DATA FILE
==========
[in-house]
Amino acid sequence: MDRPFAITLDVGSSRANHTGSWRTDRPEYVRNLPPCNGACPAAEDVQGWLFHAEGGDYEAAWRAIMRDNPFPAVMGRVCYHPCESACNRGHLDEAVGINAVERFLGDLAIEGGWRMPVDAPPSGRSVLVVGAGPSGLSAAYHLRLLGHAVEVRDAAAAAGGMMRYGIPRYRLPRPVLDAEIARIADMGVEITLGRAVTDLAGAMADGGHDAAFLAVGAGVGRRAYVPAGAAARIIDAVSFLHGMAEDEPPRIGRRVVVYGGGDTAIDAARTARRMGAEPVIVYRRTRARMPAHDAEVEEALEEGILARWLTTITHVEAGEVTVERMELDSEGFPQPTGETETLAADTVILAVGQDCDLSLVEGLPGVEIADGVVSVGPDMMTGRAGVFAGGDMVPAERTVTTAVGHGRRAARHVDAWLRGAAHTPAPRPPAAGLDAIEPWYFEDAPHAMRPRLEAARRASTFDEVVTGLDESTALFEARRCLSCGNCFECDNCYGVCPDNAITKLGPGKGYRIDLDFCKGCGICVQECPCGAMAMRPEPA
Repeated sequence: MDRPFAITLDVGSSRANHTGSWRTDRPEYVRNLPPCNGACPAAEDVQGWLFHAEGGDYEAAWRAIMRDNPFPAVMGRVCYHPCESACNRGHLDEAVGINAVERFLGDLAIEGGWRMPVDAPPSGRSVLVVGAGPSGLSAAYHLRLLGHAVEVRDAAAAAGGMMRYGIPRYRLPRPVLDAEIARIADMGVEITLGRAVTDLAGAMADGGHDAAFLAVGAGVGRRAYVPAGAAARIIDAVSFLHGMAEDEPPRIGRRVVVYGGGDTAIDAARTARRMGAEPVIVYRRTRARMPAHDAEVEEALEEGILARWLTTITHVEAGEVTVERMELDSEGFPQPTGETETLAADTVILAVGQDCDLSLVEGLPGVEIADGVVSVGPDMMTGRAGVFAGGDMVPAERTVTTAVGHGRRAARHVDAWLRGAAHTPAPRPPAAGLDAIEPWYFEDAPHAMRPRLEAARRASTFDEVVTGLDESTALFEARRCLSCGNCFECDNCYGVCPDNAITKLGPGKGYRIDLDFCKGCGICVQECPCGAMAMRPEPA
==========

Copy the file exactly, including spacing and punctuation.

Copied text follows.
[in-house]
Amino acid sequence: MDRPFAITLDVGSSRANHTGSWRTDRPEYVRNLPPCNGACPAAEDVQGWLFHAEGGDYEAAWRAIMRDNPFPAVMGRVCYHPCESACNRGHLDEAVGINAVERFLGDLAIEGGWRMPVDAPPSGRSVLVVGAGPSGLSAAYHLRLLGHAVEVRDAAAAAGGMMRYGIPRYRLPRPVLDAEIARIADMGVEITLGRAVTDLAGAMADGGHDAAFLAVGAGVGRRAYVPAGAAARIIDAVSFLHGMAEDEPPRIGRRVVVYGGGDTAIDAARTARRMGAEPVIVYRRTRARMPAHDAEVEEALEEGILARWLTTITHVEAGEVTVERMELDSEGFPQPTGETETLAADTVILAVGQDCDLSLVEGLPGVEIADGVVSVGPDMMTGRAGVFAGGDMVPAERTVTTAVGHGRRAARHVDAWLRGAAHTPAPRPPAAGLDAIEPWYFEDAPHAMRPRLEAARRASTFDEVVTGLDESTALFEARRCLSCGNCFECDNCYGVCPDNAITKLGPGKGYRIDLDFCKGCGICVQECPCGAMAMRPEPA
Repeated sequence: MDRPFAITLDVGSSRANHTGSWRTDRPEYVRNLPPCNGACPAAEDVQGWLFHAEGGDYEAAWRAIMRDNPFPAVMGRVCYHPCESACNRGHLDEAVGINAVERFLGDLAIEGGWRMPVDAPPSGRSVLVVGAGPSGLSAAYHLRLLGHAVEVRDAAAAAGGMMRYGIPRYRLPRPVLDAEIARIADMGVEITLGRAVTDLAGAMADGGHDAAFLAVGAGVGRRAYVPAGAAARIIDAVSFLHGMAEDEPPRIGRRVVVYGGGDTAIDAARTARRMGAEPVIVYRRTRARMPAHDAEVEEALEEGILARWLTTITHVEAGEVTVERMELDSEGFPQPTGETETLAADTVILAVGQDCDLSLVEGLPGVEIADGVVSVGPDMMTGRAGVFAGGDMVPAERTVTTAVGHGRRAARHVDAWLRGAAHTPAPRPPAAGLDAIEPWYFEDAPHAMRPRLEAARRASTFDEVVTGLDESTALFEARRCLSCGNCFECDNCYGVCPDNAITKLGPGKGYRIDLDFCKGCGICVQECPCGAMAMRPEPA